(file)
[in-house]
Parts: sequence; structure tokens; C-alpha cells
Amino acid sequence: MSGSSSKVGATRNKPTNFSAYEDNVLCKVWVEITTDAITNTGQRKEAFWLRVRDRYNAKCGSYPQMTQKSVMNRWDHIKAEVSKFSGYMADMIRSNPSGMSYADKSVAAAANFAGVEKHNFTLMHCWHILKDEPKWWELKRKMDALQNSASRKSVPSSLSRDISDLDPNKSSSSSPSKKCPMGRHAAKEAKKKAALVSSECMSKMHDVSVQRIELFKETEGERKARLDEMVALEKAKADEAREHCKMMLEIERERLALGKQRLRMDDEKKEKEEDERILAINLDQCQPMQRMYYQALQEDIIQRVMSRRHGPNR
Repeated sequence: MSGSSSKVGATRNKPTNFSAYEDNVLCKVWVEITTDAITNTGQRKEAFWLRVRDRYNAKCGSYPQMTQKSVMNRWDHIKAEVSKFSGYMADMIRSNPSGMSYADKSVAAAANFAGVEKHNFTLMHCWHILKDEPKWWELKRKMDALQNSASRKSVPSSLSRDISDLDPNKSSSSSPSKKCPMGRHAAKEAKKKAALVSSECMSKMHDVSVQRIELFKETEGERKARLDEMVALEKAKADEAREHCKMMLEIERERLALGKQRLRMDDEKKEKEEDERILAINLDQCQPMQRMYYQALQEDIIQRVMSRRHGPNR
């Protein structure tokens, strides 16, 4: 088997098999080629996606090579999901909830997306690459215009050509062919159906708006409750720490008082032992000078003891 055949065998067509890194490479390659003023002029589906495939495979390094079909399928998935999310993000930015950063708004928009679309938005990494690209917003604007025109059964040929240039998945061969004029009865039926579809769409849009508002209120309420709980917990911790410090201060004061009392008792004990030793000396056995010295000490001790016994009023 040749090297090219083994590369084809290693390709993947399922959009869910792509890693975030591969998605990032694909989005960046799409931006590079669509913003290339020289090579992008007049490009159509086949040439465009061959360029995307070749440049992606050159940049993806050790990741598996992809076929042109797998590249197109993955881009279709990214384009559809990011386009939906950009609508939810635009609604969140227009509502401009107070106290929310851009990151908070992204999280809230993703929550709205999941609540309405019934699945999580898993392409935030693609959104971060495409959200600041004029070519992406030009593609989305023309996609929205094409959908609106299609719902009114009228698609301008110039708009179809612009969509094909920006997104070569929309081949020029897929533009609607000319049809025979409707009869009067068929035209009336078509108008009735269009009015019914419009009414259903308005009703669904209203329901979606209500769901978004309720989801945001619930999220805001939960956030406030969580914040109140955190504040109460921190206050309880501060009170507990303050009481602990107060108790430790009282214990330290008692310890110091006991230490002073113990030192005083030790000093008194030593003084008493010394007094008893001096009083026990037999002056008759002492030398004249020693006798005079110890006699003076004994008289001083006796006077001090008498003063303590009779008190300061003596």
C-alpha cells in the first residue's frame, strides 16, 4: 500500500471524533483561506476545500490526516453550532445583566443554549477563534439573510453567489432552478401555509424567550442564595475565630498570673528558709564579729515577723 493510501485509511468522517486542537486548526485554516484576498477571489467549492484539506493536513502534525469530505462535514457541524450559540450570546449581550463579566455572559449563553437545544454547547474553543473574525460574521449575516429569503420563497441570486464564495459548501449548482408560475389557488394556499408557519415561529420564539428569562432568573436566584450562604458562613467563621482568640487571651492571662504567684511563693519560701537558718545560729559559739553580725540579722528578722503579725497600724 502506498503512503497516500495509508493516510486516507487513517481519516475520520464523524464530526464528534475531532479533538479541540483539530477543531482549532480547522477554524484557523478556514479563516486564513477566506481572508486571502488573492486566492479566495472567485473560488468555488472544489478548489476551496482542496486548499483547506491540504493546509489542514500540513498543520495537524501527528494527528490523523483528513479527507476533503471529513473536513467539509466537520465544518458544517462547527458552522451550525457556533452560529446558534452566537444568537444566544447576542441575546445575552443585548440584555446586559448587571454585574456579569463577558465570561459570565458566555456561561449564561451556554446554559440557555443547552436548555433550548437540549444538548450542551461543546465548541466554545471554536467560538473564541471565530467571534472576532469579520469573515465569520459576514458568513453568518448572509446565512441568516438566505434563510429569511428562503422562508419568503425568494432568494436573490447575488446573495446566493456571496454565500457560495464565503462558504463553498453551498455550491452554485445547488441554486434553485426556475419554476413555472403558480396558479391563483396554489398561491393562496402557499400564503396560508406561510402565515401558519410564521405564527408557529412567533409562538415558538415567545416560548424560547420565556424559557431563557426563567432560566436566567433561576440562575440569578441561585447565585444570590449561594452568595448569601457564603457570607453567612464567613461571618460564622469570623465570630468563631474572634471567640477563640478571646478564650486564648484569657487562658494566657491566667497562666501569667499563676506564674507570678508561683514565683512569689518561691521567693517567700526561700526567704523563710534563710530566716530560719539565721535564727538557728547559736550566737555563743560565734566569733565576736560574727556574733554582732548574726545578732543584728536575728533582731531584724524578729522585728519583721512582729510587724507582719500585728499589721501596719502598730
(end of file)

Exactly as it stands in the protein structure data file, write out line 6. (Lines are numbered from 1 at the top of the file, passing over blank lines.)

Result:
C-alpha cells in the first residue's frame, strides 16, 4: 500500500471524533483561506476545500490526516453550532445583566443554549477563534439573510453567489432552478401555509424567550442564595475565630498570673528558709564579729515577723 493510501485509511468522517486542537486548526485554516484576498477571489467549492484539506493536513502534525469530505462535514457541524450559540450570546449581550463579566455572559449563553437545544454547547474553543473574525460574521449575516429569503420563497441570486464564495459548501449548482408560475389557488394556499408557519415561529420564539428569562432568573436566584450562604458562613467563621482568640487571651492571662504567684511563693519560701537558718545560729559559739553580725540579722528578722503579725497600724 502506498503512503497516500495509508493516510486516507487513517481519516475520520464523524464530526464528534475531532479533538479541540483539530477543531482549532480547522477554524484557523478556514479563516486564513477566506481572508486571502488573492486566492479566495472567485473560488468555488472544489478548489476551496482542496486548499483547506491540504493546509489542514500540513498543520495537524501527528494527528490523523483528513479527507476533503471529513473536513467539509466537520465544518458544517462547527458552522451550525457556533452560529446558534452566537444568537444566544447576542441575546445575552443585548440584555446586559448587571454585574456579569463577558465570561459570565458566555456561561449564561451556554446554559440557555443547552436548555433550548437540549444538548450542551461543546465548541466554545471554536467560538473564541471565530467571534472576532469579520469573515465569520459576514458568513453568518448572509446565512441568516438566505434563510429569511428562503422562508419568503425568494432568494436573490447575488446573495446566493456571496454565500457560495464565503462558504463553498453551498455550491452554485445547488441554486434553485426556475419554476413555472403558480396558479391563483396554489398561491393562496402557499400564503396560508406561510402565515401558519410564521405564527408557529412567533409562538415558538415567545416560548424560547420565556424559557431563557426563567432560566436566567433561576440562575440569578441561585447565585444570590449561594452568595448569601457564603457570607453567612464567613461571618460564622469570623465570630468563631474572634471567640477563640478571646478564650486564648484569657487562658494566657491566667497562666501569667499563676506564674507570678508561683514565683512569689518561691521567693517567700526561700526567704523563710534563710530566716530560719539565721535564727538557728547559736550566737555563743560565734566569733565576736560574727556574733554582732548574726545578732543584728536575728533582731531584724524578729522585728519583721512582729510587724507582719500585728499589721501596719502598730